Christoph Waltz (Big Eyes)

by Elisabeth Sereda December 29, 2014

He has made a career out of playing villains. After two Golden Globes, two Oscars and his own star on the Hollywood Walk of Fame, Christoph Waltz is nominated for the lead in Tim Burton’s Big Eyes and will next play the most iconic among the bad guys – the Bond villain.

Before his international breakthrough with Inglorious Basterds, the Viennese born actor was known in his native country as well as Germany for his portrayals of shady characters. Then Quentin Tarantino cast him as Colonel Hans Landa and subsequently wrote the part of Dr. King Schulz in Django Unchained for his “favorite Austrian” as he called him during his tribute on the Walk of Fame. To top off six years of continued success in Hollywood, Waltz’s next role is that of a Bond-baddie in Spectre, the 24th installment of the franchise.

The actor does not like the term villain, and his nominated role as Walter Keane, the man who claimed credit for his wife’s art works was a more complicated character: “I don’t use the word villain anymore, I call it the “V” word because I don’t like it. I don’t regard the so-called villains that I have played as such, because I am always looking at understanding the psychology behind the person”.

Having said that he does admit that in the Bond-films the villain is a staple: “In the Bond context the word is allowed. You are right, it is a tradition here and the Bond villain is an institution. But if this applies to me and my part is not so sure.” He is very cryptic about the film, but that is not because he is not under a gag order by the production to keep every little detail a secret: “I can basically tell you everything, all these speculations keep spinning the wheels. But obviously I won’t talk about the story because that would be shooting myself in the foot. I play a man named Franz Oberhauser, an Austrian.”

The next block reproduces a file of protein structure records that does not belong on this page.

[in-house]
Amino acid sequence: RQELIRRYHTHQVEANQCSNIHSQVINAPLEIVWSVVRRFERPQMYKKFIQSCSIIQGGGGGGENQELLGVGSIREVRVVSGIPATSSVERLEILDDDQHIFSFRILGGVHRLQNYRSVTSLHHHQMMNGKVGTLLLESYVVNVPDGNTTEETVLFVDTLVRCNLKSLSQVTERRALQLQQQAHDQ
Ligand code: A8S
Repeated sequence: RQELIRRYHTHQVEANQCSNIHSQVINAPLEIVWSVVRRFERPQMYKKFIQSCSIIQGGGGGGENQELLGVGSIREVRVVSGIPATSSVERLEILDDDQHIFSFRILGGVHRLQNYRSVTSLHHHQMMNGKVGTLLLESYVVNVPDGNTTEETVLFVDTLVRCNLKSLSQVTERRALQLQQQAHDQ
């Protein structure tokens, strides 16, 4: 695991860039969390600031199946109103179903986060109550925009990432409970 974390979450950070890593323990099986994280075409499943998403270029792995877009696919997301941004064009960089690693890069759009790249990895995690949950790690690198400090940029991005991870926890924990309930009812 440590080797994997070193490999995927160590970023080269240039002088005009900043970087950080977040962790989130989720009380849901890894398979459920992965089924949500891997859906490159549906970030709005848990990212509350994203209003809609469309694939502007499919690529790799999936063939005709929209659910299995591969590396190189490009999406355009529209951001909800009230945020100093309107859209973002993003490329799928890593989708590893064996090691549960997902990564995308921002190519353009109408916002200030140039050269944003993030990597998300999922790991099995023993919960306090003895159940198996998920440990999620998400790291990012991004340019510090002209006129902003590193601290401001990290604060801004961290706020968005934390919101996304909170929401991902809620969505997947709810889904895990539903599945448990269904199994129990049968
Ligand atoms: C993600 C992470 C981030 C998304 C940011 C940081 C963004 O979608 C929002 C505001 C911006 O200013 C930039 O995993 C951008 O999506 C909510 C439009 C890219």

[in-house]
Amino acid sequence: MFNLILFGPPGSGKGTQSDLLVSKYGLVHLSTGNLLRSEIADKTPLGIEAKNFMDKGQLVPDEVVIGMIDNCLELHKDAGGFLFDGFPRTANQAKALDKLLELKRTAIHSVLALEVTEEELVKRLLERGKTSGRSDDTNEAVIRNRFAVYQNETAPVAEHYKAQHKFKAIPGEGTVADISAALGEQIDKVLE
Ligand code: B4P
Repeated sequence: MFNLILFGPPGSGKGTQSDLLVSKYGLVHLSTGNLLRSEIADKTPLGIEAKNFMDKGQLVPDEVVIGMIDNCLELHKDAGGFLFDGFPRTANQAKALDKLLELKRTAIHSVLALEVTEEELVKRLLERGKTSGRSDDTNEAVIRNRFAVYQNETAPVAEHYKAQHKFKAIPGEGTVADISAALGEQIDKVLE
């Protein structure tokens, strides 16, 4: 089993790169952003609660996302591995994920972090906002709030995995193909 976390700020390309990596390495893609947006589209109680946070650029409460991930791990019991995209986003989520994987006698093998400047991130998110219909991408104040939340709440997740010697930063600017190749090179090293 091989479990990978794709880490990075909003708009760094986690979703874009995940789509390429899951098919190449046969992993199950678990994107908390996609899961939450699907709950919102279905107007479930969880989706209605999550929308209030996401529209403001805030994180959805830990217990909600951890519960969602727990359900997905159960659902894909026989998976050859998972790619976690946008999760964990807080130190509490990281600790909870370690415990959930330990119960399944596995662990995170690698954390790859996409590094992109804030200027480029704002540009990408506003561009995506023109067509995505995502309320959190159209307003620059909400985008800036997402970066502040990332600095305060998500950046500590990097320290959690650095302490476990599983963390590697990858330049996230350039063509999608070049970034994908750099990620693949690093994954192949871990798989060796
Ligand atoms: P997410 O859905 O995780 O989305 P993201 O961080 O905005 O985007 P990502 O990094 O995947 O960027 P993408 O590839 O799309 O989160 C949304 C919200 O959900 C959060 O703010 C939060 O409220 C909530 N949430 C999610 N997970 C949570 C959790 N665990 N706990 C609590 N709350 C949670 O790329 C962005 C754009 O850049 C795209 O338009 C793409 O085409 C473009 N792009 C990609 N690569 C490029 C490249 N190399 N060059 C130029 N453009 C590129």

Waltz chooses his roles in large part because of the director. After Tarantino he worked – among others – with Polanski, Gilliam and Burton. In Spectre it will be Sam Mendes: “Mendes is – aside from his talent –an incredibly accomplished director who has even more experience in theater. In his career he had to delve deeply into content and character, simply because he has done a lot of Shakespeare. And I consider this a wonderful combination that is always desirable.” Christoph Waltz himself has had a lot of experience with stage work. Throughout the eighties and early nineties he supported himself and his family by appearing in a wide array of plays in London. That may be one of the reasons for his excellent craft as Quentin Tarantino puts it: “On one hand he’s a master thespian, and on the other hand he’s also a tool box actor. He just gets the job done in a very unadorned way,” Tarantino says and diffuses any rumors that Waltz comes close to being a typical A-list diva on set: “Christoph chortles at the Hollywood actors with their assistants, with their miso soup, and their lemon with tea, waiting just off screen for them. When people complain about someone being in their eyeline, Christoph is the first person to say, well, I’ve done theater, there’s hundreds of people in my eyeline, dear boy, you’re fine.”

Waltz himself sees it differently. He credits his late success for his reluctance to believe his own myth: “Absolutely, I now know what success means, what the implications and repercussions of success are and I know the other side of the coin. I’ve done this for 35 years, not always unsuccessfully either. I have a clear picture of why I want to be in this. Not just because of the reactions to my work but also because of introspection, and what I want to get out of it. At my age the gratitude bears weight, a weight that it wouldn’t have had had I become successful at 25. Then it would have been purely emotional. You become more grateful simply for having made it this far. The older you get the more aware you are of all the things that can go wrong. I had moments where I wanted to give up and I didn’t. Not because I am so good at sticking it through or so consequent but because I had no other way to make a living. Plus I am, without any noble intent, very stubborn and I don’t accept failure when I have a clear picture of where I want to go. To throw in the towel at that point would go against my stubbornness.” Which has clearly paid off.